10 Career-Defining Clyde Drexler Basketball Cards – Instant PC


Clyde “The Glide” Drexler was one of the most productive shooting guards of the 1980s and 1990s with the Portland Trail Blazers and Houston Rockets. He averaged 20.4 points per game in his 15-year NBA career while ranking among the top 50 all-time with 22,195 career points.

All told, there are more than 4,000 Clyde Drexler cards, according to the Beckett database.

So where does one begin putting together a Clyde Drexler PC?

The following 10 cards serve as an excellent representation of his playing career and footprint on the hobby, making them a great place to start.

1983-84 Star #100 Clyde Drexler XRC

After going 31-3 and reaching the NCAA title game while playing alongside Hakeem Olajuwon at the University of Houston, Drexler was chosen No. 14 overall in the 1983 NBA draft. He averaged 7.7 points per game in a bench role as a rookie, but saw that spike to 17.2 points per game when he moved into the starting lineup in his second year.

His first officially licensed card was part of the 1983-84 Star set, and even ungraded versions of that XRC regularly sell for hundreds of dollars.

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1986-87 Fleer #26 Clyde Drexler RC

Drexler averaged 20 points for the first time in his career during the 1986-87 season, tallying 21.7 points, 6.3 rebounds and 6.9 assists on a team that finished 49-33 but lost to the Houston Rockets in the first round of the playoffs.

His only Rookie Card is part of the loaded 1986-87 Fleer checklist, and it’s a must-own addition to any Drexler PC.

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1988-89 Fleer Stickers #3 Clyde Drexler

During the 1988-89 season, Drexler averaged career-highs in points (27.2), rebounds (7.9) and steals (2.7). However, the Blazers were bounced from the playoffs in the opening round for the fourth straight season, and head coach Mike Schuler was replaced with Rick Adelman at midseason.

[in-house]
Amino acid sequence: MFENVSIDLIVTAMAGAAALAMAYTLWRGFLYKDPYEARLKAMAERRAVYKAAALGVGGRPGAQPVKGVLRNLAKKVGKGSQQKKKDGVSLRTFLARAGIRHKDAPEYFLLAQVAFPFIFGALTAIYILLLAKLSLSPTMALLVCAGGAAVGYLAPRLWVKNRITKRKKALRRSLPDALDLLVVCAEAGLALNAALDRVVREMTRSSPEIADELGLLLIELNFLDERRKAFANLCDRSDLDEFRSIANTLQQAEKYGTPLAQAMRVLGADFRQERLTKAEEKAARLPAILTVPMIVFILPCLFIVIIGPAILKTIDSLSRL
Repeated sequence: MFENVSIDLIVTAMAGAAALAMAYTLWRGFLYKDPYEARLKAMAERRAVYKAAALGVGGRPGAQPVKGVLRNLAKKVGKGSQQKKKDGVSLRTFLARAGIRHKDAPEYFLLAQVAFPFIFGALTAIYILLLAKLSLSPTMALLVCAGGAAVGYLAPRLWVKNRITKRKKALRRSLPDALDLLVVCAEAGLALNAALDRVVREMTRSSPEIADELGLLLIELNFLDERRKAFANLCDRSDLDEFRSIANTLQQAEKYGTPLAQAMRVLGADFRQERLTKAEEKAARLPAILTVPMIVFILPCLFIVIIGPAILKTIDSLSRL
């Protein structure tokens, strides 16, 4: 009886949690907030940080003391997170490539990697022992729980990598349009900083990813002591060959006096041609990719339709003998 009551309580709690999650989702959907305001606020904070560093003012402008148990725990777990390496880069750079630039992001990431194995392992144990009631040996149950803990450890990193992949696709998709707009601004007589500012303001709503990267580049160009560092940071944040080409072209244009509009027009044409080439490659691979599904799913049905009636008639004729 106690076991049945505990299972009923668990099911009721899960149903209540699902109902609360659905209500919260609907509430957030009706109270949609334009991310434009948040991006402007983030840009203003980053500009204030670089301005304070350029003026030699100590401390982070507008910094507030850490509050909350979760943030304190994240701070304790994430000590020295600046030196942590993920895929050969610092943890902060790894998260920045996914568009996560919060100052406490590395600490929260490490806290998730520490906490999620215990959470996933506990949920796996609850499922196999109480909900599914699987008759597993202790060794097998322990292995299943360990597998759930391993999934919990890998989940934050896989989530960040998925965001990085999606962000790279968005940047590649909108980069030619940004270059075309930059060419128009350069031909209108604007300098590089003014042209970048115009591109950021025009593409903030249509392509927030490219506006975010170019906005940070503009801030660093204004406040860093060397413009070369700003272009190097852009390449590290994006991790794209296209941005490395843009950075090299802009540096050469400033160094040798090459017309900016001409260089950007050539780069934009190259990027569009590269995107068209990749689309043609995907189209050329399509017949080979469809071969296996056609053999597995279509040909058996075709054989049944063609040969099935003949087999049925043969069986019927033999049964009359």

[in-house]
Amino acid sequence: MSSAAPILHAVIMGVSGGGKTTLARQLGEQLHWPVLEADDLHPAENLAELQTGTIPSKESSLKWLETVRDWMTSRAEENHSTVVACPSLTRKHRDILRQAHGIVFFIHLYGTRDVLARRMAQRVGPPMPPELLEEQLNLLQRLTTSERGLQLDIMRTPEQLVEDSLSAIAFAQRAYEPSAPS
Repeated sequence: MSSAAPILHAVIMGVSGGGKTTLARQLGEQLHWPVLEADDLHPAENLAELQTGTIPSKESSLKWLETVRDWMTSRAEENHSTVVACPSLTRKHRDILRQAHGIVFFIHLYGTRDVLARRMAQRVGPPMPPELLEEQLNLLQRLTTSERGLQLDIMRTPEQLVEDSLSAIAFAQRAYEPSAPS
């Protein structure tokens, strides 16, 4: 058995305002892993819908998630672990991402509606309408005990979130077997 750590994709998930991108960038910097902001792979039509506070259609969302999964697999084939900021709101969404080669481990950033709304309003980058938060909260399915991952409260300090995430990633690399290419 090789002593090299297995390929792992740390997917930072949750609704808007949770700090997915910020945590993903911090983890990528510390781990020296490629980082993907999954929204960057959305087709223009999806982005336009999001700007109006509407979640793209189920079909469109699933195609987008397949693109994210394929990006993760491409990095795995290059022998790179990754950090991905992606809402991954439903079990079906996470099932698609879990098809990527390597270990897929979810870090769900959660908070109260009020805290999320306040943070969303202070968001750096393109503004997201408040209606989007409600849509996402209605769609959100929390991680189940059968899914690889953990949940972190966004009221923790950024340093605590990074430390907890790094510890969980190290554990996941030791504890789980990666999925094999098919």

The 1988-89 Fleer set featured one of the first true insert cards with Fleer Stickers found one-per-pack. The 11-card set features some of the game’s biggest stars and they are tough to find in mint condition.

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1989-90 Hoops #190 Clyde Drexler

After four straight quick exits from the playoffs, the Blazers finally took a step forward during the 1989-90 season when they reached the NBA Finals and ultimately lost to the Detroit Pistons. Drexler was an All-Star for the fourth time in five years as he averaged 23.3 points, 6.9 rebounds and 5.9 assists.

The options were still limited during the 1989-90 season as Fleer and Hoops were the only mainstream brands. Both Drexler base cards from that season can be picked up for less than $1.

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1991-92 Upper Deck #98 Clyde Drexler “Team Checklist”

Two years after the Blazers lost to the Pistons in five games in the 1990 NBA Finals, they were once again playing for a title, squaring off against the Chicago Bulls in 1992. They stretched the series to six games, but came up short once again with Drexler averaging 24.8 points, 7.8 rebounds and 5.3 assists for Portland.

They may not hold much value as a result of mass production, but the Upper Deck team checklists of the early 1990s featured some great-looking artwork.